Friday, November 30, 2018

Snails in the rooftop garden!

My facebook recently brought up one of their 'photo reminders' where they remind you of what you posted in the past. Here is a recent one that popped up, when I went snail hunting!

My little rooftop terrace garden is four floors up. I am pretty organic up here, all my vegetable scraps and coffee grounds go into a compost bin.

Considering I'm off the ground and only bring up soil in commercial bags, I'm amazed that I have a plethora of living creatures up here like worms, bugs, snails and slugs. 

Periodically, i.e. when they start eating too much of my produce, I gather them all up and relocate them to a more suitable place at ground level in our public park or in woodland on the way to our allotment. If I don't clear them regularly every year, I end up with a situation like this when I skipped a year:

I'm not sure where they're coming from but I've eliminated a few sources:

1. Ground level: I live in a concrete jungle. They're not climbing up the side of the building.

2. Neighbours: My neighbours don't have plants so they're not hitching a ride on a pot or in soil.

My current thinking is to blame the birds! As I have a roof terrace garden, I still have additional roof space which is above my living space. We regularly get birds up here: crows, sea gulls, magpies and occasionally sparrows.

The bring a mix of gifts to my rooftop. They like to perch on the TV ariel and over time the pots below this area started to grow a variety of plants that were not from me such as rapeseed and general weeds. I have since moved these pots.

In addition to their organic matter the crows LOVE a good takeaway and we have plenty fast food shops nearby that cater to drunk folks on a Saturday night who leave their empty boxes in inappropriate places. The clever crows will bring up the leftovers, in particular, the fried chicken remnants. Every time that we have a good storm I am guaranteed to find chicken bones or various dead bird bits on my rooftop.

I much prefer the friendly magpie. He seems to have stolen a ping pong ball from the local outdoor community tables (looked like an egg?).

Imagine the conversation I had with my neighbor who also has a terrace, we're separate by frosted glass but have 5 inches of clearance so things can blow underneath. 'Excuse me kind neighbour, are you missing a ping pong ball?'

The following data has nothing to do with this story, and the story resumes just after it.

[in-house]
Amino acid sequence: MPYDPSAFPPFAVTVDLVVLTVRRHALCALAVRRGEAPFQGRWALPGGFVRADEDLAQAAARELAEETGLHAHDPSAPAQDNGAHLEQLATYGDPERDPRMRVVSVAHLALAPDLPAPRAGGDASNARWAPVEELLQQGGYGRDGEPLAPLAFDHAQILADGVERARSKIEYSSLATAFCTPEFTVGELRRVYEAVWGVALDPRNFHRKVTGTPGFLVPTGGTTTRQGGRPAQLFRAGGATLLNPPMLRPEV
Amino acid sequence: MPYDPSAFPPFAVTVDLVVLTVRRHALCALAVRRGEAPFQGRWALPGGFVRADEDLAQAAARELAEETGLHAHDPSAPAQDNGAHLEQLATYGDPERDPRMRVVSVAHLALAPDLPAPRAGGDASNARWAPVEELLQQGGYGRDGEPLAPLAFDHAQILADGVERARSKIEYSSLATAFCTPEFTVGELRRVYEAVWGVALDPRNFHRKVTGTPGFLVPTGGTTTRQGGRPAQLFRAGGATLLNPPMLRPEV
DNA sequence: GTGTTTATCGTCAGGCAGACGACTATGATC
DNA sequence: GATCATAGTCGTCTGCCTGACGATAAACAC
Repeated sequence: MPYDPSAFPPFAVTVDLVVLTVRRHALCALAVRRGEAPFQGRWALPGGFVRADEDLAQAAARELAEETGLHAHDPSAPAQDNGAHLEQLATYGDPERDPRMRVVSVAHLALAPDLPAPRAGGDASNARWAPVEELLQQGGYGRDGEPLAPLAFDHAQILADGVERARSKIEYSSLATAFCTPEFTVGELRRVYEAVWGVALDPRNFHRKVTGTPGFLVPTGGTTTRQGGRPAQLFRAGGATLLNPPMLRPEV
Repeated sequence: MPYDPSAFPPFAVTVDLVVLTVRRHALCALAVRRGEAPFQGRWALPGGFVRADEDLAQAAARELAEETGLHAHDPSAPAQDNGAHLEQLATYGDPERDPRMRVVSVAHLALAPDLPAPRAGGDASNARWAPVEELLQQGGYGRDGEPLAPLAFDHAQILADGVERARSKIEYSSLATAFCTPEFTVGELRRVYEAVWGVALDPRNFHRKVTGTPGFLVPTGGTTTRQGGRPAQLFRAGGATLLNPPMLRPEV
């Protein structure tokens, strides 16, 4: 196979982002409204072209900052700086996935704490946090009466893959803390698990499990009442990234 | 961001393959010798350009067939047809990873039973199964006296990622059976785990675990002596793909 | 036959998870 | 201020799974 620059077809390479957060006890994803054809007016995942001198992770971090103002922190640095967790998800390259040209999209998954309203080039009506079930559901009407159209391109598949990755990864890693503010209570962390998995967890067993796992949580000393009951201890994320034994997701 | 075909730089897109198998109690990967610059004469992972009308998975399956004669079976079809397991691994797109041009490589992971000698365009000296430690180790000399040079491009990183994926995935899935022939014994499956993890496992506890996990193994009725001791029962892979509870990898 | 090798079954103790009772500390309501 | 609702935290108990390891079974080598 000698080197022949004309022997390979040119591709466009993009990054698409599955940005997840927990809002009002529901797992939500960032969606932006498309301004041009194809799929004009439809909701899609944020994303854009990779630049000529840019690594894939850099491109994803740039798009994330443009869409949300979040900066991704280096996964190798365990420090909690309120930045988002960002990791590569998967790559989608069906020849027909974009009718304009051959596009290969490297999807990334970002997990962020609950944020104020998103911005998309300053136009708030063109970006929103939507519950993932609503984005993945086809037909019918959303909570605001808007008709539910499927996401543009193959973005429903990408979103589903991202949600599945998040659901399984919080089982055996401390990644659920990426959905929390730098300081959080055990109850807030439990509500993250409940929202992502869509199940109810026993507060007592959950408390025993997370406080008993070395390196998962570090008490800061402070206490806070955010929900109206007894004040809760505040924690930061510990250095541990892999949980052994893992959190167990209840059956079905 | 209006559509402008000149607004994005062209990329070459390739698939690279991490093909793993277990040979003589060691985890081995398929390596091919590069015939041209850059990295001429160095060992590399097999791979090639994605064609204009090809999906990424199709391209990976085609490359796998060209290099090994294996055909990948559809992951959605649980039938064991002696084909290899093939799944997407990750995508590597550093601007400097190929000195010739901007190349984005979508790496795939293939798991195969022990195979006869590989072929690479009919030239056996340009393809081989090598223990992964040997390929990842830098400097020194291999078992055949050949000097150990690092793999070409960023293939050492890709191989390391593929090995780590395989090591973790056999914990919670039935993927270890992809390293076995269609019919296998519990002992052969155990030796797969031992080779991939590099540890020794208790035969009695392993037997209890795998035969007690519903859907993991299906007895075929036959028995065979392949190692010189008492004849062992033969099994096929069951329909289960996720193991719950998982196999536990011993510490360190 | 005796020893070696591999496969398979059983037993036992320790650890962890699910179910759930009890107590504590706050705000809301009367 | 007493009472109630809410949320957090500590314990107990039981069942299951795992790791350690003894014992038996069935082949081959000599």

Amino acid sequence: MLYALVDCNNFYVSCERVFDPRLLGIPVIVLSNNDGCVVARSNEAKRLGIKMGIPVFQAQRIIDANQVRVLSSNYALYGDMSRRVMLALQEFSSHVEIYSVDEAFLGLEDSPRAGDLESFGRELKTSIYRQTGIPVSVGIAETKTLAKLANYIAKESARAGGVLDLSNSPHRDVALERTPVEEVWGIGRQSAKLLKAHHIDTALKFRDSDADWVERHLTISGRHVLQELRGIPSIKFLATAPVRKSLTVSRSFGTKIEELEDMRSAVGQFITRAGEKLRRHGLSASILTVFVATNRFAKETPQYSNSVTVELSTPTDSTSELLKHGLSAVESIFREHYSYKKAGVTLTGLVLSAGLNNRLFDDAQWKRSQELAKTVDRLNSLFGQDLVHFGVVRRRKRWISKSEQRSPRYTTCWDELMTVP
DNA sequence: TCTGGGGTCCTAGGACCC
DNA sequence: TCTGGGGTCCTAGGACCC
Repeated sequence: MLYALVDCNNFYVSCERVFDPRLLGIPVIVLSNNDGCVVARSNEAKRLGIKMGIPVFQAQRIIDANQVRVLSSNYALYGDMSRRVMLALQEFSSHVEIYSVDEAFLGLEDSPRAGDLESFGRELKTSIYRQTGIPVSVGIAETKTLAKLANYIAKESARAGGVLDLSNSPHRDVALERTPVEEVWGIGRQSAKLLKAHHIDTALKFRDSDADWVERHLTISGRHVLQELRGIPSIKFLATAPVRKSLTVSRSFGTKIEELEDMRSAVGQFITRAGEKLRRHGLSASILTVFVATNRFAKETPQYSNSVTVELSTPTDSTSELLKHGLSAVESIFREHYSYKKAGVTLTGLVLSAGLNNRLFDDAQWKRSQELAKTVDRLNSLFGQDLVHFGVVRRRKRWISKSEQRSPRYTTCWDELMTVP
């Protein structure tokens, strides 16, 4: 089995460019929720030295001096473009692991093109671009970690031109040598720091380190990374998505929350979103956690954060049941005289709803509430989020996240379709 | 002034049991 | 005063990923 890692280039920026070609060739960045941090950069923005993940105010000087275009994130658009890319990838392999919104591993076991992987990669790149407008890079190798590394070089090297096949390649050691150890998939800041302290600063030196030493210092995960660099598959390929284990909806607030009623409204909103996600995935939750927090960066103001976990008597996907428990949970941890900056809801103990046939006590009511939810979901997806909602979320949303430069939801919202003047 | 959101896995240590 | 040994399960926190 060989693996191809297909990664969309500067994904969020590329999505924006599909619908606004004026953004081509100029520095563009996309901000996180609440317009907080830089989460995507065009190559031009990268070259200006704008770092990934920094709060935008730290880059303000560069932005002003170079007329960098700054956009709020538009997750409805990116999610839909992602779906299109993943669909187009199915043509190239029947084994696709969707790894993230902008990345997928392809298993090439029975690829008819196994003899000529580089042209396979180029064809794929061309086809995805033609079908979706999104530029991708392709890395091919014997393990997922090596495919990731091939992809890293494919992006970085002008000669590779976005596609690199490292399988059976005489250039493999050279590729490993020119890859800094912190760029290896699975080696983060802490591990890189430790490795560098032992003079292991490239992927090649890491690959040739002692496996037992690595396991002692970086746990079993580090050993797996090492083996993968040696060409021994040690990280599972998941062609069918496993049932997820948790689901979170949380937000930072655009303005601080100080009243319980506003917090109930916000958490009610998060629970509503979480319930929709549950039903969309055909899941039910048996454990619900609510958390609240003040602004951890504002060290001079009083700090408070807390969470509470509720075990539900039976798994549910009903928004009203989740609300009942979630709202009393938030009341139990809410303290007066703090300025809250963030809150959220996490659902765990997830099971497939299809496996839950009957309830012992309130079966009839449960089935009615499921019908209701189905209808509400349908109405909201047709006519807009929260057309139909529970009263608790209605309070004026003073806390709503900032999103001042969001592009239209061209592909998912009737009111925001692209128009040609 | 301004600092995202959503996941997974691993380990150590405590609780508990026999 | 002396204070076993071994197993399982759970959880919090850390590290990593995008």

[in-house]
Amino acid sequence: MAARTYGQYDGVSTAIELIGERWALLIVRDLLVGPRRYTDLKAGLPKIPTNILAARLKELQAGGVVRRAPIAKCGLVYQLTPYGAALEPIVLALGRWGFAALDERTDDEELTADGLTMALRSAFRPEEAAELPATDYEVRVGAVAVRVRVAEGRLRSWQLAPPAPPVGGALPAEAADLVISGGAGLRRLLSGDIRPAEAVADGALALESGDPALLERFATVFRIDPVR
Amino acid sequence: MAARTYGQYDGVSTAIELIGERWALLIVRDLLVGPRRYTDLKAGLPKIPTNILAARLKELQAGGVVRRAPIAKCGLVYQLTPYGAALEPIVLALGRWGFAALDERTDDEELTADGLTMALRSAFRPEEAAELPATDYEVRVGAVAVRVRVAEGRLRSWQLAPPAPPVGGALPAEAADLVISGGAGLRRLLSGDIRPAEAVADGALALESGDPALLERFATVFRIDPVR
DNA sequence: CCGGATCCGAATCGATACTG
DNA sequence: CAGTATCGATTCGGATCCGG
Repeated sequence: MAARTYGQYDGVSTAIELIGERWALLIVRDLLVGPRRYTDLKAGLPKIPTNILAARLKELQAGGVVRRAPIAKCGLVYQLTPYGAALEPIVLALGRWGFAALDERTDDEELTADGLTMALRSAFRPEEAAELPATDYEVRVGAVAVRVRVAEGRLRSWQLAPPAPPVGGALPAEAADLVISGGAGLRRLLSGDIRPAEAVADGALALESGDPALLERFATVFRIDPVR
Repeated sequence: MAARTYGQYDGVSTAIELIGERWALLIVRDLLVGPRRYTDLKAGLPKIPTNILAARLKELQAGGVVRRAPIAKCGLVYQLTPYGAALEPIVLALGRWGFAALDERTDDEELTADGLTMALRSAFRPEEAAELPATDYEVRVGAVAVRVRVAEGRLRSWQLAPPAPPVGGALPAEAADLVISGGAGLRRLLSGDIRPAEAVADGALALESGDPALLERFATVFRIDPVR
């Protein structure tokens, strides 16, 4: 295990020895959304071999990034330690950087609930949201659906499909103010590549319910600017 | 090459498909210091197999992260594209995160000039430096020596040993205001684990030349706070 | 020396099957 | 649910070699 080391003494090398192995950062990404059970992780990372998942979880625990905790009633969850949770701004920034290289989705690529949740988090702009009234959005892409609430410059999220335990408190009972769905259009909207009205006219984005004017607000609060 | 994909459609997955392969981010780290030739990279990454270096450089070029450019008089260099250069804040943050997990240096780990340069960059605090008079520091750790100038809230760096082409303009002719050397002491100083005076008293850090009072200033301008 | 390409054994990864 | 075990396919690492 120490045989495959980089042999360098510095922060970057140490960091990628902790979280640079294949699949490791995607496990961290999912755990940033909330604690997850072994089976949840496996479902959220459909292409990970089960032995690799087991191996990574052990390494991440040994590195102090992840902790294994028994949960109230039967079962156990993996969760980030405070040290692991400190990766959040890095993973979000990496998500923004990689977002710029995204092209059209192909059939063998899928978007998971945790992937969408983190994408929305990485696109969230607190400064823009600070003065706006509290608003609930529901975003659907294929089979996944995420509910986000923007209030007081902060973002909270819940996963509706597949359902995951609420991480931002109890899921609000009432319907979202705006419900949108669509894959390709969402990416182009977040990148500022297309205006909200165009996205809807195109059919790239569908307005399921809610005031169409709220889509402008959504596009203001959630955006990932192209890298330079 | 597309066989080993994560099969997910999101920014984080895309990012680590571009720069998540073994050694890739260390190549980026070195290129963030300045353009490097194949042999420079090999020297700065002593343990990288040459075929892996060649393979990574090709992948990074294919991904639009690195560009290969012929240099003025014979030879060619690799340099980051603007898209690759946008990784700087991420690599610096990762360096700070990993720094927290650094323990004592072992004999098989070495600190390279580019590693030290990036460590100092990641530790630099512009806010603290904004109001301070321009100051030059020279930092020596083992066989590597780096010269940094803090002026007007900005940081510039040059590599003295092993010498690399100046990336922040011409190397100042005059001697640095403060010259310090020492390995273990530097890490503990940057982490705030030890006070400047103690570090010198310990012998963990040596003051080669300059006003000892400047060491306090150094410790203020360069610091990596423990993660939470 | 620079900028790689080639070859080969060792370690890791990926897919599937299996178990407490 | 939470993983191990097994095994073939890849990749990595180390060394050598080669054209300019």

In the meantime I found some slugs in the lettuce that I picked this week. They're back! Time to go hunting again...

If anyone has any other ideas of where they're coming from, feel free to comment.  :)

Sunday, November 18, 2018

Book Review on the Dig for Victory Campaign

As the nights draw in I find myself under a wool blanket (and usually a cat) with a good book. I wanted to share my recommendation for The Spade as Mighty as the Sword by Daniel Smith.

I picked this little gem up a few months ago at one of those book stores where everything is discounted. If you're interested in the Second World War and how the Dig for Victory campaign came about, this book gives a full overview.

It gives background about how the nation sourced its food prior to the war, how government policy came into being, how commercial and farm production changed and how each person was encouraged to take part.

It does have a few pages in the centre with black and white photos.

A poster from the campaign at the Duxford Imperial War Museum 
The most interesting thing that I learned from it is that the original campaign was not called 'Dig for Victory' but instead was 'Grow More Food.' In 1939 it went through a re-branding effort which seems to have paid off.

One of the Amazon reviewers stated that the book isn't much of a nail biter. I find that sort of true, it does read like a history textbook at times, dense with facts. However, it is also filled with personal anecdotes of how people reacted to government policies which balances it out.

Another neat things that I learned from this book: by 1943, 25% of fresh eggs were coming from home coops, can you imagine that today?

It also states that in 1942, 55 - 60% of families were growing some part of their own food.

If you're interested in this time period or how the nation produced and consumed food at the time, I'd highly recommend this book.